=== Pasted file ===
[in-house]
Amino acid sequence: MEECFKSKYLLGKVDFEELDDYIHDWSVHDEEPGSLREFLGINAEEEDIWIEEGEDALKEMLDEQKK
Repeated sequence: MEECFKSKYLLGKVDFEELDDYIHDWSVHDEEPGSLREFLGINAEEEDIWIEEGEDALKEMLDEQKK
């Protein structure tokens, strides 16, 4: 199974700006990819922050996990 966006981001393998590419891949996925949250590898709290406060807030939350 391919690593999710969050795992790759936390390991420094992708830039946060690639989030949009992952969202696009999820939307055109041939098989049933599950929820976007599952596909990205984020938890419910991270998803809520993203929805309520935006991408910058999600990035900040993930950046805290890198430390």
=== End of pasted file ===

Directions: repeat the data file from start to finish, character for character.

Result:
[in-house]
Amino acid sequence: MEECFKSKYLLGKVDFEELDDYIHDWSVHDEEPGSLREFLGINAEEEDIWIEEGEDALKEMLDEQKK
Repeated sequence: MEECFKSKYLLGKVDFEELDDYIHDWSVHDEEPGSLREFLGINAEEEDIWIEEGEDALKEMLDEQKK
């Protein structure tokens, strides 16, 4: 199974700006990819922050996990 966006981001393998590419891949996925949250590898709290406060807030939350 391919690593999710969050795992790759936390390991420094992708830039946060690639989030949009992952969202696009999820939307055109041939098989049933599950929820976007599952596909990205984020938890419910991270998803809520993203929805309520935006991408910058999600990035900040993930950046805290890198430390």